Hidden Objectives

By Craig McKinney, AVID Staff Developer

What are you teaching tomorrow? If I asked you that, you might respond in several ways:

“Cellular respiration.”

“Pythagorean Theorem.”  

“Act II of Romeo and Juliet.”

“The French Revolution and the American Revolution.”

“I don’t know yet. I have to make it through today first.”

Maybe answering a question like that makes you uncomfortable. In many cases—perhaps most—we gauge our classroom experiences not by what we are teaching but by what our students are learning or doing. Teachers who want to make the learning clear to students do so by informing them of the learning objectives for a particular lesson or for a unit as a whole. Students like to be told what they’re supposed to be learning or doing so they can figure out whether it’s happening.

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Mindfulness Meets AVID

By Kristen Larson, AVID Elective Teacher

I am proud to say our school district has gone in a holistic direction by investing in our students and staff by hiring a mindfulness specialist. Having this resource has transformed how I approach the classroom, my students, and my life. I had heard of mindfulness and done a yoga class here and there, but I really had no idea what the term actually meant and how powerful it could be. So, I was curious and thought I would see how we, as an AVID class, could tap into this new resource.

At the beginning of the year, my AVID class also started doing something that we termed “Mindful Mondays” with our new mindfulness education specialist, Mary T. Schmitz. She explained to students that: “Mindfulness is approaching our thoughts with kindness and curiosity, so we can choose our behavior.”

Mindfulness allows us to hold space with our thoughts and observe them—to notice what we are thinking and feeling, and pause and wait for ourselves to react and to do things on purpose.

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Help Us Win March Madness - Share Your AVID Story!

Brackets For Good helps nonprofits activate new donors and increase awareness for their cause through "competitive giving." They've selected AVID Center as one of the 64 nonprofits competing in their nationwide March Madness style competition! The nonprofit that survives each round and raises the most money will go on to win an additional $100,000 from AT&T, the tournament sponsor.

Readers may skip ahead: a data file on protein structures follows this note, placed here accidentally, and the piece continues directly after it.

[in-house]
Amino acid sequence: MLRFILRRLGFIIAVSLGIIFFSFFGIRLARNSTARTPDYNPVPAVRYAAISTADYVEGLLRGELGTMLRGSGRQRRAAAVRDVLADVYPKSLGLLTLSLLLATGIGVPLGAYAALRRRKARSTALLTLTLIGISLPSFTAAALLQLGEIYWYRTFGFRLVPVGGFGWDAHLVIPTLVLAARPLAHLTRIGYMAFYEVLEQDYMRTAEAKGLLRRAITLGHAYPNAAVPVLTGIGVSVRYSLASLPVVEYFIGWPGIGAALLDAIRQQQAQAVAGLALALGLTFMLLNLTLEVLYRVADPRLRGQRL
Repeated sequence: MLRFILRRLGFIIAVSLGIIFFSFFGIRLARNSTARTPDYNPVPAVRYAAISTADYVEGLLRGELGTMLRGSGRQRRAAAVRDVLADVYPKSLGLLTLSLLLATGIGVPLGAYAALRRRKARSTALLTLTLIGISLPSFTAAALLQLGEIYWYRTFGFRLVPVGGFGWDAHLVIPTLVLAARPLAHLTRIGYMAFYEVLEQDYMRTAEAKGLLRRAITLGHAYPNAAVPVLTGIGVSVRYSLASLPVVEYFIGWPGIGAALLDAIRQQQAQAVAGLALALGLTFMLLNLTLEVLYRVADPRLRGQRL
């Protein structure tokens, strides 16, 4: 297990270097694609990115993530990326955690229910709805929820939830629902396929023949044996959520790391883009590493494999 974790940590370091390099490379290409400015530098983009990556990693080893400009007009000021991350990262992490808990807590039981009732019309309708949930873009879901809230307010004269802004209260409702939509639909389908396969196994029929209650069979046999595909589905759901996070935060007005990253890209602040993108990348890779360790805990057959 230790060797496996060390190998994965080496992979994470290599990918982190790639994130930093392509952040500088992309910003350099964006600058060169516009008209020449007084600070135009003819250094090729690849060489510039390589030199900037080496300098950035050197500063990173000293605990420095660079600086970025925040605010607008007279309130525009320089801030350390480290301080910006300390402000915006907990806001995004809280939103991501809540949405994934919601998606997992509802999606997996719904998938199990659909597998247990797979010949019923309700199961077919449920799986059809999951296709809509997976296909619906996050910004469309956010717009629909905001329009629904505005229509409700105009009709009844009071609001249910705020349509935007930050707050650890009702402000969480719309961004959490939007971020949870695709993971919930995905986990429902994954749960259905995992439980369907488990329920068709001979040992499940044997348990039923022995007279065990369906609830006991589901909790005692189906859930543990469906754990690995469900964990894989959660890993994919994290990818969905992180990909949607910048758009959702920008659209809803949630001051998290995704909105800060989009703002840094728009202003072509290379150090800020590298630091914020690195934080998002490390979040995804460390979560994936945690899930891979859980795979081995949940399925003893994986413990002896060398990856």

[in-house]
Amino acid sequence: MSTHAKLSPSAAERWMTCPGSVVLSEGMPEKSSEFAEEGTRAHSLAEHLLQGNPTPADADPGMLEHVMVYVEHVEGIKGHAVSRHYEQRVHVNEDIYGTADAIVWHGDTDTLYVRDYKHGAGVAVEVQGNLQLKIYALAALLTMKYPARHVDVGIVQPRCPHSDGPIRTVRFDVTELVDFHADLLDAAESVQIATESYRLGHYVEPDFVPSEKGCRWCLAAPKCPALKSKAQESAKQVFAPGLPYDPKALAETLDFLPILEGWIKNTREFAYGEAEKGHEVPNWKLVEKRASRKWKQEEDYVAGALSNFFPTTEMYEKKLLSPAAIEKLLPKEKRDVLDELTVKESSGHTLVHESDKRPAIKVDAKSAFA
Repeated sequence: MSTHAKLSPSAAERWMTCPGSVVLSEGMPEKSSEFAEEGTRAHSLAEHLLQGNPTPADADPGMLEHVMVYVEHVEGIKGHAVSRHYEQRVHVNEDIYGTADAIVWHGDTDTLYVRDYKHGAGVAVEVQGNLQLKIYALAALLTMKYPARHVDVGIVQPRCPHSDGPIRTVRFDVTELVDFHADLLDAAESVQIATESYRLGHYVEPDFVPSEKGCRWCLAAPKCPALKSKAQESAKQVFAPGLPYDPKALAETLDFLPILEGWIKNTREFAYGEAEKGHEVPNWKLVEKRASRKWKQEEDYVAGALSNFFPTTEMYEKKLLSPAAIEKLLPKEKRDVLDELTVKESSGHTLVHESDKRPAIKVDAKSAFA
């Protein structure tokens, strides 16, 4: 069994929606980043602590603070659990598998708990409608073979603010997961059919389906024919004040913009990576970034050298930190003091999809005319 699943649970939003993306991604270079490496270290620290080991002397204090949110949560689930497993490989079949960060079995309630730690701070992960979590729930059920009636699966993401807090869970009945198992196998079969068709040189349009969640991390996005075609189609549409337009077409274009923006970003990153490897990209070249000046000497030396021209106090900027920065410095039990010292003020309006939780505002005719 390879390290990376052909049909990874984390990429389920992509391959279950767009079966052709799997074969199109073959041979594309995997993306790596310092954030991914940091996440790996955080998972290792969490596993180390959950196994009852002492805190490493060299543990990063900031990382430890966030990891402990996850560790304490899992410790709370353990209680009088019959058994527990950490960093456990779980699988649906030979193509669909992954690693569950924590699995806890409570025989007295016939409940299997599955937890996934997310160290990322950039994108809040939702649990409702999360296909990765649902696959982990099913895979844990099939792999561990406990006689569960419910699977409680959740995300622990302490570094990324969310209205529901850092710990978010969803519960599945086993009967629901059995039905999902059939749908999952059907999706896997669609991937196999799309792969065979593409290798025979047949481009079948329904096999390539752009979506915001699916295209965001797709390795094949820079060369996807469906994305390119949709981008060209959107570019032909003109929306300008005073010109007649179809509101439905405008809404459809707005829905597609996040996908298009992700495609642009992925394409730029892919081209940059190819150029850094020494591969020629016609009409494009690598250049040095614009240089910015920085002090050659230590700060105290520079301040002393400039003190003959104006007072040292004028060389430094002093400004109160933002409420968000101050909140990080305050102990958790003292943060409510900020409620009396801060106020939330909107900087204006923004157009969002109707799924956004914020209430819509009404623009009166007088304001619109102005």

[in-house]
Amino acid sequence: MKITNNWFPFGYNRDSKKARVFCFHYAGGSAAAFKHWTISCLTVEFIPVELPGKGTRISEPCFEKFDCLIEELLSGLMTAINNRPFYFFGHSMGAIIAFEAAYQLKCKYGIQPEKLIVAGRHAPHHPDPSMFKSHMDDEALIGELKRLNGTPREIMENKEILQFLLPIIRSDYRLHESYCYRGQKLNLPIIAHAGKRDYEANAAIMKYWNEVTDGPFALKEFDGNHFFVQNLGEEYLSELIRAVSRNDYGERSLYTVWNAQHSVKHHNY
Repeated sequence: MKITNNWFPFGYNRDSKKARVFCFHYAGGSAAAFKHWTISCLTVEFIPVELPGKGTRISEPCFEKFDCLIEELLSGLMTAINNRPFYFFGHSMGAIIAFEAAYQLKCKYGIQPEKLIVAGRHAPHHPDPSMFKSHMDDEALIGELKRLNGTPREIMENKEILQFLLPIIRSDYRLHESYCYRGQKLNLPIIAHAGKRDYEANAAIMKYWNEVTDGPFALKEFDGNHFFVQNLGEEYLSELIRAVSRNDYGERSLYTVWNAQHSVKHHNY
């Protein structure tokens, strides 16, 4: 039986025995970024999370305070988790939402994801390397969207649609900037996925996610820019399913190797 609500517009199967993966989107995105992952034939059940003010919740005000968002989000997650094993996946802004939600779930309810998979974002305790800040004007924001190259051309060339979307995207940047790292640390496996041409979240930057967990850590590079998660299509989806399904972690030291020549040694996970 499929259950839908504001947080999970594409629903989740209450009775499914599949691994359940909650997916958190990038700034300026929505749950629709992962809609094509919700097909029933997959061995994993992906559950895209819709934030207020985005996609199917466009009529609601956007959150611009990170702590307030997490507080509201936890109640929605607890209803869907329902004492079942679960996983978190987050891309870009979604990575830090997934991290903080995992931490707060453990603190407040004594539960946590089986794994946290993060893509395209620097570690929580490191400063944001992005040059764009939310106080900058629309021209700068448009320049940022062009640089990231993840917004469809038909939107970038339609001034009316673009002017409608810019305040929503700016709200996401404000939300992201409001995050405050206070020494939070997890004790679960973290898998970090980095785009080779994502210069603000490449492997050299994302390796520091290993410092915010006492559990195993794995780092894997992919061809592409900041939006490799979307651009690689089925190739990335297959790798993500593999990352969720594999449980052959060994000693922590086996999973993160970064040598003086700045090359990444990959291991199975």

All funds earned by AVID Center will go towards funding Summer Institute training scholarships for our amazing educators!

You and your students can help AVID Center advance to the finals by sharing your AVID stories and images on social media along with this link to donate:

There is no better testament to the power of AVID than our educator and student stories, so what better way to raise awareness and help us advance through each round of Brackets For Good?

Click here for a toolkit to help you tell your network about the competition!

Thank you in advance for helping us spread the word!


Hearts and Grades 

By Craig McKinney, AVID Staff Developer

Alternative Title: How My Valentine’s Day Craft Project Helped Me Clarify My Thinking About How Students Learn and How We Assess

This time last year, two of my new coworkers placed Valentine’s Day cards and candies on my desk. Generally oblivious to holiday gift-giving occasions at work, I had given little (actually, no) thought to providing any red-and-pink merriment for my teammates, so this took me by surprise. In the ensuing discussion with my officemates about how awful I am at this sort of thing, one of the bunch threw down the challenge that I make something for them. “We want a handmade card,” is what I believe she actually said.

The challenge of handmade Valentine cards seemed so unchallenging. A more miraculous feat, I thought, would be to learn to crochet tiny Valentine hearts. Wouldn’t that be a fun new skill to teach myself...

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5 Things Every School Counselor Wants You to Know

By Eric Blanco, CASC President 2016–2017, School Counselor, Ernest Righetti High School

Happy National School Counseling Week 2017! The goal of this week is to “focus public attention on the unique contribution of school counselors within U.S. school systems.” In the spirit of the week, here are the top 5 things that I believe every school counselor wants you to know—whether you’re a student, parent, or fellow educator.

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